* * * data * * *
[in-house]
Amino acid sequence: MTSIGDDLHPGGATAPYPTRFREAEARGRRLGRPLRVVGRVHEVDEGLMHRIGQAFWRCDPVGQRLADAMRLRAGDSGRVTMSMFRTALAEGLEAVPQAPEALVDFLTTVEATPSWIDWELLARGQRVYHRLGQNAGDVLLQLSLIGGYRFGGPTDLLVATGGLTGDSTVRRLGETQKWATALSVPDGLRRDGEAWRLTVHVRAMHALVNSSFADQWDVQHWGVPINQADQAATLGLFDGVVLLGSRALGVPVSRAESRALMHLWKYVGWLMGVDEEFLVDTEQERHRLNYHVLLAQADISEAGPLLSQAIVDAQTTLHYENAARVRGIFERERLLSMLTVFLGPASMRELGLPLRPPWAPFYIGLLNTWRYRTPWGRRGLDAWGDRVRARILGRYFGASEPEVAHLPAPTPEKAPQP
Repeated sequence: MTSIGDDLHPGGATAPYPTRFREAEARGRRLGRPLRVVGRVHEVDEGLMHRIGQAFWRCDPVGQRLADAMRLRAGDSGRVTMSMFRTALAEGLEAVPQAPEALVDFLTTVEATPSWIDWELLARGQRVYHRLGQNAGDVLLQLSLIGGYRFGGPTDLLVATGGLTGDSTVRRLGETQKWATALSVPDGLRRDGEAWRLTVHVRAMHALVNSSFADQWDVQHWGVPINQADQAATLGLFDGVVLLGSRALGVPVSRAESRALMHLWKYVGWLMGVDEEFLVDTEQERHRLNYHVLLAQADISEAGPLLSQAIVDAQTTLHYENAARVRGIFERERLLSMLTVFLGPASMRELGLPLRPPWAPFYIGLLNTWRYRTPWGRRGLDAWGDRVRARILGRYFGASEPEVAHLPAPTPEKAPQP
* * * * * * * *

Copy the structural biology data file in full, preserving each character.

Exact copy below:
[in-house]
Amino acid sequence: MTSIGDDLHPGGATAPYPTRFREAEARGRRLGRPLRVVGRVHEVDEGLMHRIGQAFWRCDPVGQRLADAMRLRAGDSGRVTMSMFRTALAEGLEAVPQAPEALVDFLTTVEATPSWIDWELLARGQRVYHRLGQNAGDVLLQLSLIGGYRFGGPTDLLVATGGLTGDSTVRRLGETQKWATALSVPDGLRRDGEAWRLTVHVRAMHALVNSSFADQWDVQHWGVPINQADQAATLGLFDGVVLLGSRALGVPVSRAESRALMHLWKYVGWLMGVDEEFLVDTEQERHRLNYHVLLAQADISEAGPLLSQAIVDAQTTLHYENAARVRGIFERERLLSMLTVFLGPASMRELGLPLRPPWAPFYIGLLNTWRYRTPWGRRGLDAWGDRVRARILGRYFGASEPEVAHLPAPTPEKAPQP
Repeated sequence: MTSIGDDLHPGGATAPYPTRFREAEARGRRLGRPLRVVGRVHEVDEGLMHRIGQAFWRCDPVGQRLADAMRLRAGDSGRVTMSMFRTALAEGLEAVPQAPEALVDFLTTVEATPSWIDWELLARGQRVYHRLGQNAGDVLLQLSLIGGYRFGGPTDLLVATGGLTGDSTVRRLGETQKWATALSVPDGLRRDGEAWRLTVHVRAMHALVNSSFADQWDVQHWGVPINQADQAATLGLFDGVVLLGSRALGVPVSRAESRALMHLWKYVGWLMGVDEEFLVDTEQERHRLNYHVLLAQADISEAGPLLSQAIVDAQTTLHYENAARVRGIFERERLLSMLTVFLGPASMRELGLPLRPPWAPFYIGLLNTWRYRTPWGRRGLDAWGDRVRARILGRYFGASEPEVAHLPAPTPEKAPQP